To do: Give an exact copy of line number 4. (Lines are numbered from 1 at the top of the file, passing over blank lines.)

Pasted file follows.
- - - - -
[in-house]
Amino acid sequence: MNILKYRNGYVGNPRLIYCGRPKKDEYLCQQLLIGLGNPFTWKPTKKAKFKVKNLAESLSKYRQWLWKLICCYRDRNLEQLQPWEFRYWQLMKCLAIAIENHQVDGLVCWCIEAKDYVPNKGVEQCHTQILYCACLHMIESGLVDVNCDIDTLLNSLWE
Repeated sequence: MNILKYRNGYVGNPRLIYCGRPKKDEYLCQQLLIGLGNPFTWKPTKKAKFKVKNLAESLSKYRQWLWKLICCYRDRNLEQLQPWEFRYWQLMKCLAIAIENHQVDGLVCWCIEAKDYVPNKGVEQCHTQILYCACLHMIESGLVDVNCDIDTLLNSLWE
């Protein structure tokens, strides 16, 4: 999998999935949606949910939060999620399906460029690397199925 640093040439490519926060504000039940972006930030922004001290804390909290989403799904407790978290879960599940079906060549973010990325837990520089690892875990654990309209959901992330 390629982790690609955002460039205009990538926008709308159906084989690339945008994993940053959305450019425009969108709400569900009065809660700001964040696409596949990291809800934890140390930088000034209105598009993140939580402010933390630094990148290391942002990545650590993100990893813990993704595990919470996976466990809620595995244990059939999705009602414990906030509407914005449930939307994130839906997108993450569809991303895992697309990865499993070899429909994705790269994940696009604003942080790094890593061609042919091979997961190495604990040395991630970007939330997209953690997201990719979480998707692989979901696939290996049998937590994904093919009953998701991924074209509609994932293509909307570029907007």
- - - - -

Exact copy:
């Protein structure tokens, strides 16, 4: 999998999935949606949910939060999620399906460029690397199925 640093040439490519926060504000039940972006930030922004001290804390909290989403799904407790978290879960599940079906060549973010990325837990520089690892875990654990309209959901992330 390629982790690609955002460039205009990538926008709308159906084989690339945008994993940053959305450019425009969108709400569900009065809660700001964040696409596949990291809800934890140390930088000034209105598009993140939580402010933390630094990148290391942002990545650590993100990893813990993704595990919470996976466990809620595995244990059939999705009602414990906030509407914005449930939307994130839906997108993450569809991303895992697309990865499993070899429909994705790269994940696009604003942080790094890593061609042919091979997961190495604990040395991630970007939330997209953690997201990719979480998707692989979901696939290996049998937590994904093919009953998701991924074209509609994932293509909307570029907007």